Growing up in the 1960s and 70s I was aware my grandfather had a nasty scar on one of his shins. It was only visible when he sat down and his trouser leg rode up. He wasn't the sort of man that would show off his disfigurement, or indeed talk much about his experience in World War 1. All I recall him saying was he "caught a bit of shrapnel in the leg".
My grandfather occasionally spoke about joining up for World War 1 to be a motorcycle despatch rider with the Royal Engineer Signal Service and that it was a really exciting time for him. To begin with his duties were to carry urgent orders and messages from headquarters to military units, in a period when other forms of communications were limited and insecure.
The main thrust of his story was that he was happiest riding about the war zone on his motorcycle, delivering the despatches. There would've been an element of danger and it must have been quite thrilling for him to weave his trusty machine down the roads and tracks towards the front line and back.
Then everything changed when a supervisor found out he was a trained architect. This meant he had officer potential plus technical drawing skills that could be used elsewhere. He was persuaded to take a wartime temporary commission in the Royal Engineers and put his expertise to better use. With that his war took a less carefree turn, probably involving surveying and some type of military construction as the Army became bogged down in trench warfare.
Grandpa's story was well rehearsed in the telling and was always the same each time WW1 was mentioned. No additional information was ever given and he never said how he got his wound. In the family, the story circulated that he had been riding to the front in war-torn France, with some communiqué or other, when he came under fire. With shells bursting beside him he was hit in the leg and that put a stop to his despatch riding. But now, by using the military records at TheGenealogist, I've discovered he got injured after he'd become an officer rather than before.
Frank Wilman Brewer was, to be precise, my step-grandfather, having married my widowed maternal grandmother. But to me he was simply "Grandpa" and had quite an influence on me, passing on his values as I grew up. I knew he'd retired from being an architect and surveyor in the 1950s and the profession ran in his family, as he was the son of an architect and surveyor from Richmond in Surrey. Using the 1911 Census at TheGenealogist, I found my grandfather as a 25-year-old who'd been married to his first wife for one-and-a-half years and was living at Grena Road, Richmond.
In 1915 Frank W Brewer signed up with the Royal Engineers (Motor Cyclist Section). From the collection of WW1 campaign medal cards on TheGenealogist, I found out he'd been promoted to the rank of corporal before he was then discharged in July 1917 for the purpose of being "appointed to a commission" in the Royal Engineers.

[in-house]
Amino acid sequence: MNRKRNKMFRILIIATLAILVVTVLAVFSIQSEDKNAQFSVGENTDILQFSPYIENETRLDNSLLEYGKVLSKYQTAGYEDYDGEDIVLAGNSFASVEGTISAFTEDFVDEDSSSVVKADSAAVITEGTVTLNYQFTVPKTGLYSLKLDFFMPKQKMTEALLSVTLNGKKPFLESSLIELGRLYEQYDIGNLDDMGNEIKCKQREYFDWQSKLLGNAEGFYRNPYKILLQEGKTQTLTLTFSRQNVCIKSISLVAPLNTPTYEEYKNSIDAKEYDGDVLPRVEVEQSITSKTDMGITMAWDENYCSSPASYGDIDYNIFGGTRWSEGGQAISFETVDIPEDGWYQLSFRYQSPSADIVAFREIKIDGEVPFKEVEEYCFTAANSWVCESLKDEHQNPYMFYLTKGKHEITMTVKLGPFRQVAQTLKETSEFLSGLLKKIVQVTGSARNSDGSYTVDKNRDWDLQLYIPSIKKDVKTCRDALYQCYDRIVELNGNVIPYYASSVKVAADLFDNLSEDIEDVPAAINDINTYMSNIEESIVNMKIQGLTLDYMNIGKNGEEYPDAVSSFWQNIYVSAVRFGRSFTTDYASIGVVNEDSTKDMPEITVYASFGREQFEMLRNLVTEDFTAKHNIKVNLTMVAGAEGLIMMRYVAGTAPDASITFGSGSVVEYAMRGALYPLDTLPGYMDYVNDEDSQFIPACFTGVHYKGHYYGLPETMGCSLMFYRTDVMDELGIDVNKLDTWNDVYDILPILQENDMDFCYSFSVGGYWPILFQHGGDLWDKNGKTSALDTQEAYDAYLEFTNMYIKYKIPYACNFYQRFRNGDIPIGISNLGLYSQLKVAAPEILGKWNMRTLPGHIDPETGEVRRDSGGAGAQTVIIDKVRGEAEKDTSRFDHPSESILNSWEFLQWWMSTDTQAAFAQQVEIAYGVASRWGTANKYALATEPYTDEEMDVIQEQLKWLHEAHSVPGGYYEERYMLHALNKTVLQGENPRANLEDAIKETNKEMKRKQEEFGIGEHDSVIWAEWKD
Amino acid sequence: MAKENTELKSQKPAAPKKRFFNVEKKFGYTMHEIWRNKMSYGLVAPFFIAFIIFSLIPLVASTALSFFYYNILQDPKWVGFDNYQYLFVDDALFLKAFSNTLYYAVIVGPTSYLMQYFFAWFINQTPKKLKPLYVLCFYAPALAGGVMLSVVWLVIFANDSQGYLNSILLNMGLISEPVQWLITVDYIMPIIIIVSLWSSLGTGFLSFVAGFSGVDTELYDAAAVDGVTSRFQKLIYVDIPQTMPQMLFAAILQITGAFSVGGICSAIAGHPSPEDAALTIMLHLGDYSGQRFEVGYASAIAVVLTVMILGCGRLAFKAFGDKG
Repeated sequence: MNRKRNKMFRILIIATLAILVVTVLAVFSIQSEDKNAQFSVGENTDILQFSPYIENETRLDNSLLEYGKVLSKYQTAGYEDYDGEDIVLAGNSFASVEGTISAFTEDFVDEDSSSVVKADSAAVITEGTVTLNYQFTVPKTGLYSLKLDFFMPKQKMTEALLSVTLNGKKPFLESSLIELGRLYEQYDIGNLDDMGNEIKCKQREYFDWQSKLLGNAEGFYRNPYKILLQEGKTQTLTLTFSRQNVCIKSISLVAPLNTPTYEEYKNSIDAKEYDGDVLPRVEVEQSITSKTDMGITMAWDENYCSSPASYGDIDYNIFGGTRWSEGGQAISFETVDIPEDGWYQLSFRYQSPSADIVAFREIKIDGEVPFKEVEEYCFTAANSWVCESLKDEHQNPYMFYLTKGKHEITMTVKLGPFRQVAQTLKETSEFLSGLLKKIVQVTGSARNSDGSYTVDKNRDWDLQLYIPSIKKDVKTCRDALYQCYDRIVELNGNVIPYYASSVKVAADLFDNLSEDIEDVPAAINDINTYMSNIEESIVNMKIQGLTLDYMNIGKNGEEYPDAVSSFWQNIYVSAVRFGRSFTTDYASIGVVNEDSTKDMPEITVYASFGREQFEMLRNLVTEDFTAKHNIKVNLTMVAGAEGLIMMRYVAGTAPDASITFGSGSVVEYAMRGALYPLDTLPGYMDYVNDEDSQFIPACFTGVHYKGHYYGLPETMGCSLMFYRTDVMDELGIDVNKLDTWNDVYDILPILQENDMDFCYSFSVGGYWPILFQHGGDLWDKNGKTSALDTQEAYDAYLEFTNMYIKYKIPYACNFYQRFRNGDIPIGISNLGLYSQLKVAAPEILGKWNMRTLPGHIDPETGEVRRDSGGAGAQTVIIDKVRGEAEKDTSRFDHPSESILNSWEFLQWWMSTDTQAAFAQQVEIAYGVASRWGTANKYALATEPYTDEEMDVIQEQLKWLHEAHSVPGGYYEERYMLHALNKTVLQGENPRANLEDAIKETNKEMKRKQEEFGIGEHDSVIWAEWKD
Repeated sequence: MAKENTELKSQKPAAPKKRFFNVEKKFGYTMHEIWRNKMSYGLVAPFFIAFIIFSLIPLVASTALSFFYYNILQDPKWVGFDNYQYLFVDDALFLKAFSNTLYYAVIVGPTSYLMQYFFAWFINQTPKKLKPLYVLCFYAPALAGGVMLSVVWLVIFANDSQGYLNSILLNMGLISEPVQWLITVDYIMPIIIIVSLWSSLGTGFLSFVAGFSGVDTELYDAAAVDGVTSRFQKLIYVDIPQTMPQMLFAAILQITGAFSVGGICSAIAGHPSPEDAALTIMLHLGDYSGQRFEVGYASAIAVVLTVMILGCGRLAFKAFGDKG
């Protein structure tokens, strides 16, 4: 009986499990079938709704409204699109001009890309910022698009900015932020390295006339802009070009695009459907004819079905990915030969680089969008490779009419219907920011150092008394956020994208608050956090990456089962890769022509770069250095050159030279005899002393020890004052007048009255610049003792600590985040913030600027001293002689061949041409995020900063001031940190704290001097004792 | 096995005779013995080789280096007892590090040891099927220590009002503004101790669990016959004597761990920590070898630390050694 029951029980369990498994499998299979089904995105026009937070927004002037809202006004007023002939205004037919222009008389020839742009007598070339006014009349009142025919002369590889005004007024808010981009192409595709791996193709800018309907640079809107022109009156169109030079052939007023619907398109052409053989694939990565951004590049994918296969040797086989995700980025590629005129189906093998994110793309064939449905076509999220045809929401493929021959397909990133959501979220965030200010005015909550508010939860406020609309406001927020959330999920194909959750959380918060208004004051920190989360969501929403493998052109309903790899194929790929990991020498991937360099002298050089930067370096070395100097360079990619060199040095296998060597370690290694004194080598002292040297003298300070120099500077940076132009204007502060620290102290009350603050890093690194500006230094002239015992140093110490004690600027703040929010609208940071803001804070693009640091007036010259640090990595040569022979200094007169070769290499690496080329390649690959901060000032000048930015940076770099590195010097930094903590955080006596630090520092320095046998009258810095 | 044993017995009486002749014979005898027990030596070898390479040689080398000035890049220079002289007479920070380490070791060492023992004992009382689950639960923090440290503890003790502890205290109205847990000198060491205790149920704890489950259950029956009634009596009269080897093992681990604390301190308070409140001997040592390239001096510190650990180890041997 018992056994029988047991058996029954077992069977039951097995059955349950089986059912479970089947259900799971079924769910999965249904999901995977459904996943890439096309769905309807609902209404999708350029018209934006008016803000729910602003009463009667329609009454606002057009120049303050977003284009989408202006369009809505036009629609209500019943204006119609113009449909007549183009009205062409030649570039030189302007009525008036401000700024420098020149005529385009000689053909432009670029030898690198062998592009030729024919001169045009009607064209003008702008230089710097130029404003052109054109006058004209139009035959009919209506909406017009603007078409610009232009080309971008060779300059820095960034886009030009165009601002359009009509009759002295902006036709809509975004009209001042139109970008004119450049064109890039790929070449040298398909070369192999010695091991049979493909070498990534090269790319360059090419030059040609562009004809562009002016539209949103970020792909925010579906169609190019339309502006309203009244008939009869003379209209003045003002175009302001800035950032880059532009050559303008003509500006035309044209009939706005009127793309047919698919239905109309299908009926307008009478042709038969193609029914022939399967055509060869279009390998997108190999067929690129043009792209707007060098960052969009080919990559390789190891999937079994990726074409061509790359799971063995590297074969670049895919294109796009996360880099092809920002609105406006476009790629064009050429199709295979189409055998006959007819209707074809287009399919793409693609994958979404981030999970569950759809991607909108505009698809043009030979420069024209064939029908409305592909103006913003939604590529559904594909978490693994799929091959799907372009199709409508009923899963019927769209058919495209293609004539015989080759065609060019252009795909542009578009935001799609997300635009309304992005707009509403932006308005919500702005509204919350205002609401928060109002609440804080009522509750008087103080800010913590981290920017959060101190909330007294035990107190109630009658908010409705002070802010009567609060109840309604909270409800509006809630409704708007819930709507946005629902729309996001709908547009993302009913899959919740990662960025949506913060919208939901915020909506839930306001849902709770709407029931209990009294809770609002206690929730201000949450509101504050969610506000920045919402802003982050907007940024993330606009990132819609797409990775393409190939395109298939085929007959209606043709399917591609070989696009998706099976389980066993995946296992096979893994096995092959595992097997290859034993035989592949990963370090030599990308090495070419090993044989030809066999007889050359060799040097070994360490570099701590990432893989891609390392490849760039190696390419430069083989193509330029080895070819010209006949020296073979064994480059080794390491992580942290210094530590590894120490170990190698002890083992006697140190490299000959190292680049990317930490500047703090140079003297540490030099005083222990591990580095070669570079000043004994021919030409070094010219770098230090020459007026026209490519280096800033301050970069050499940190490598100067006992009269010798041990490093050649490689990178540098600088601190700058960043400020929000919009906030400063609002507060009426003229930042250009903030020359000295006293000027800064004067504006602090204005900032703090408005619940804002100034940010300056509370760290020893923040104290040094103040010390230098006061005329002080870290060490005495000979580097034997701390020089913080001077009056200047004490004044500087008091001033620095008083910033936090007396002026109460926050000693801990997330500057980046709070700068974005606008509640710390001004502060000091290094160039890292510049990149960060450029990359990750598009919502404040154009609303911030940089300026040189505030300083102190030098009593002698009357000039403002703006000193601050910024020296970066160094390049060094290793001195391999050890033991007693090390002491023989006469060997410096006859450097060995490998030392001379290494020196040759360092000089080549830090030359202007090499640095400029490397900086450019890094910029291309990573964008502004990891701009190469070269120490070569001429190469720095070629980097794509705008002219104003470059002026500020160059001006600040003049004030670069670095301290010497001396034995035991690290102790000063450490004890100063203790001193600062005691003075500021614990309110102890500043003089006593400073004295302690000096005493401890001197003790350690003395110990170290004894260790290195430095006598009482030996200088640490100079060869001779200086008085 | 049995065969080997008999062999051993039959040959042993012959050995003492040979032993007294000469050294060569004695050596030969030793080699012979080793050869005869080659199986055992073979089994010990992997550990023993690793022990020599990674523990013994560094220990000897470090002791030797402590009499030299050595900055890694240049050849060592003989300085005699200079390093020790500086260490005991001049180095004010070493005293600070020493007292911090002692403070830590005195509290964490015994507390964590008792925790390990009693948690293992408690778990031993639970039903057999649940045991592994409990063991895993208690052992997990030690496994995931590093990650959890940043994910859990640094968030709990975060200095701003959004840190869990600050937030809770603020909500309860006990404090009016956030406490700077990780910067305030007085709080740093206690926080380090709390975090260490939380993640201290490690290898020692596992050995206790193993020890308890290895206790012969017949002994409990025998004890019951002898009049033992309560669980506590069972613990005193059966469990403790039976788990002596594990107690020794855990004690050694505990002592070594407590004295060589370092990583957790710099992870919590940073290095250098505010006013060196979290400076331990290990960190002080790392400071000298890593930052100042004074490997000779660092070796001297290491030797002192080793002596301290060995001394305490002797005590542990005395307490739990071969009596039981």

Every soldier qualified for at least one campaign medal if he left his native shore to serve overseas. The medals can reveal much about a person's service, especially if you can't find Army service records. In Frank Brewer's case I accessed his medal card on TheGenealogist and as he'd served some of the war as an "other rank and NCO" it was this card that I discovered. Important information that I was able to note from here, was that his regimental number was 171703, that he'd been promoted to the rank of corporal and it gave me a date of 13 July 1917 for his discharge to be commissioned in the Royal Engineers.
Using this date I turned to the London Gazette, where all officers' commissions, promotions and appointments were published. There's a handy link from the transcription on TheGenealogist to the London Gazette website under the images of the medals.
My next find was significant in trying to piece together the story of Grandpa's injury, and all was revealed thanks to a very useful military record, the War Office Weekly Casualty List. Unique to TheGenealogist, it's a list of soldiers of all ranks in WW1 who were reported as killed, wounded, missing in action or prisoners of war.
By searching for my grandfather I came across the record for Second Lieutenant F W Brewer of the Royal Engineers, whose status was listed as wounded in the Daily List of 12 October 1917. This date was just two days shy of three months since he'd been given his commission as an officer. With a single click I was able to see a colour image of his name on the list of casualties and this evidence disproved our family's former belief that he had sustained his shrapnel wound while delivering despatches on his 500cc motorcycle. We now knew that, on becoming a junior officer, he'd still been in the line of fire when he caught his "bit of shrapnel in the leg". So it wasn't just a desk job that he'd been given, drawing plans from the safety of somewhere miles behind the front line. It would seem that he was as much in the firing line carrying out his new duties as he had been before as a motorcycle despatch rider.
TheGenealogist has a large number of very useful military records on its site, including Army and Navy lists, rolls of honour, campaign medal cards, prisoner of war records, the War Office Weekly Casualty List and much more. These resources are often invaluable for finding your ancestors and perhaps will also enable you to clarify their wartime service timeline, just as I was able to do for my grandfather.